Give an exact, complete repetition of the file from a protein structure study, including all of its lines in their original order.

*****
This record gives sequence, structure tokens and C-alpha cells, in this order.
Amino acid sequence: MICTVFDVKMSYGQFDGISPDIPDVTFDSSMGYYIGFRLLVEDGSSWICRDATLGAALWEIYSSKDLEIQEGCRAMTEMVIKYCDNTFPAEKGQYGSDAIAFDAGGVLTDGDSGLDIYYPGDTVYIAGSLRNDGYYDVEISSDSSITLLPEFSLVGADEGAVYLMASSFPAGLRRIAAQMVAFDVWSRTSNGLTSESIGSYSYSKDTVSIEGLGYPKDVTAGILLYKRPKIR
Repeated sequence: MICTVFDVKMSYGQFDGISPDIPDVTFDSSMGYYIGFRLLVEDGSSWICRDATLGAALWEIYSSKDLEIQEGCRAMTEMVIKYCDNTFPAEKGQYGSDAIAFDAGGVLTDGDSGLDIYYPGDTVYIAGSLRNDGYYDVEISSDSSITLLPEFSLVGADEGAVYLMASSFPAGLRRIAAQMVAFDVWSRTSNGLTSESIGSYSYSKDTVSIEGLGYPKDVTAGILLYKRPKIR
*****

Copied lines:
This record gives sequence, structure tokens and C-alpha cells, in this order.
Amino acid sequence: MICTVFDVKMSYGQFDGISPDIPDVTFDSSMGYYIGFRLLVEDGSSWICRDATLGAALWEIYSSKDLEIQEGCRAMTEMVIKYCDNTFPAEKGQYGSDAIAFDAGGVLTDGDSGLDIYYPGDTVYIAGSLRNDGYYDVEISSDSSITLLPEFSLVGADEGAVYLMASSFPAGLRRIAAQMVAFDVWSRTSNGLTSESIGSYSYSKDTVSIEGLGYPKDVTAGILLYKRPKIR
Repeated sequence: MICTVFDVKMSYGQFDGISPDIPDVTFDSSMGYYIGFRLLVEDGSSWICRDATLGAALWEIYSSKDLEIQEGCRAMTEMVIKYCDNTFPAEKGQYGSDAIAFDAGGVLTDGDSGLDIYYPGDTVYIAGSLRNDGYYDVEISSDSSITLLPEFSLVGADEGAVYLMASSFPAGLRRIAAQMVAFDVWSRTSNGLTSESIGSYSYSKDTVSIEGLGYPKDVTAGILLYKRPKIR